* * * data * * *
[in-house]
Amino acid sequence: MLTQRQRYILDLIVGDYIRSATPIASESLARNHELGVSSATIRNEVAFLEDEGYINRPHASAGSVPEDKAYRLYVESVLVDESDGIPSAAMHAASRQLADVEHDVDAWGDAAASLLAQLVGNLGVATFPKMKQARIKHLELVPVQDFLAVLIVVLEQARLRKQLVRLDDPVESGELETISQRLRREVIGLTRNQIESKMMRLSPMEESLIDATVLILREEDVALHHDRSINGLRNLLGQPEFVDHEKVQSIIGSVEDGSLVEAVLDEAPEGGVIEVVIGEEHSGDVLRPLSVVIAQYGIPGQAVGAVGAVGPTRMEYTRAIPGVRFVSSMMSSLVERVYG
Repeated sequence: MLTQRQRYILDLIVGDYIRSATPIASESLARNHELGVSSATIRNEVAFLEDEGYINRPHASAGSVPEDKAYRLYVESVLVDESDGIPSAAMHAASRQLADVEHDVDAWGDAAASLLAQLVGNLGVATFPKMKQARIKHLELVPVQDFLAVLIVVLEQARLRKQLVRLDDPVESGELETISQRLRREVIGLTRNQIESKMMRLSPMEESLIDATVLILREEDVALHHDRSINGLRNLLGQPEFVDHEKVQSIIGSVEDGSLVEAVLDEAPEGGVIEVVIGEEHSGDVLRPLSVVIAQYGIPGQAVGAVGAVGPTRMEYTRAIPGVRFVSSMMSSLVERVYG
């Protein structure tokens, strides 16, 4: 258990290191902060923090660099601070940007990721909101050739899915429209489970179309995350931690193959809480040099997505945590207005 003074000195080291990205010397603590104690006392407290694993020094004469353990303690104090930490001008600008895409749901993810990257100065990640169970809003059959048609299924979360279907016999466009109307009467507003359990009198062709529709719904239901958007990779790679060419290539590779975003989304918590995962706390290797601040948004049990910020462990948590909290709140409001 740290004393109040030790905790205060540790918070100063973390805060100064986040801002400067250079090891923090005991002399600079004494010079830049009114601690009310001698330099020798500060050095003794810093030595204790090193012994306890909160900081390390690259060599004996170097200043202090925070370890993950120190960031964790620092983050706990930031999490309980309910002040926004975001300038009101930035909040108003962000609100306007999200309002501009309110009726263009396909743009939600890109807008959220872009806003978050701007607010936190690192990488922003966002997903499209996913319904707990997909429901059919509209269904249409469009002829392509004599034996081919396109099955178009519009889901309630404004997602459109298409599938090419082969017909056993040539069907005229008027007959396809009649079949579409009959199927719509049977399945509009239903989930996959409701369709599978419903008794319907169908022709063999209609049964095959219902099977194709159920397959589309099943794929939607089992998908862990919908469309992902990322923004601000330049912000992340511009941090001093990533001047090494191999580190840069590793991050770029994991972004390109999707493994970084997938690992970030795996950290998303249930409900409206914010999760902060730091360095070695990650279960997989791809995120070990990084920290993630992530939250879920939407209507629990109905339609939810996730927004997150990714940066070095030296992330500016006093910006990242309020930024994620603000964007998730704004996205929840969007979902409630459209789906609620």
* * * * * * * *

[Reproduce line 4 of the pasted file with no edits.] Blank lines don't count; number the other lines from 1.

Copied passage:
């Protein structure tokens, strides 16, 4: 258990290191902060923090660099601070940007990721909101050739899915429209489970179309995350931690193959809480040099997505945590207005 003074000195080291990205010397603590104690006392407290694993020094004469353990303690104090930490001008600008895409749901993810990257100065990640169970809003059959048609299924979360279907016999466009109307009467507003359990009198062709529709719904239901958007990779790679060419290539590779975003989304918590995962706390290797601040948004049990910020462990948590909290709140409001 740290004393109040030790905790205060540790918070100063973390805060100064986040801002400067250079090891923090005991002399600079004494010079830049009114601690009310001698330099020798500060050095003794810093030595204790090193012994306890909160900081390390690259060599004996170097200043202090925070370890993950120190960031964790620092983050706990930031999490309980309910002040926004975001300038009101930035909040108003962000609100306007999200309002501009309110009726263009396909743009939600890109807008959220872009806003978050701007607010936190690192990488922003966002997903499209996913319904707990997909429901059919509209269904249409469009002829392509004599034996081919396109099955178009519009889901309630404004997602459109298409599938090419082969017909056993040539069907005229008027007959396809009649079949579409009959199927719509049977399945509009239903989930996959409701369709599978419903008794319907169908022709063999209609049964095959219902099977194709159920397959589309099943794929939607089992998908862990919908469309992902990322923004601000330049912000992340511009941090001093990533001047090494191999580190840069590793991050770029994991972004390109999707493994970084997938690992970030795996950290998303249930409900409206914010999760902060730091360095070695990650279960997989791809995120070990990084920290993630992530939250879920939407209507629990109905339609939810996730927004997150990714940066070095030296992330500016006093910006990242309020930024994620603000964007998730704004996205929840969007979902409630459209789906609620």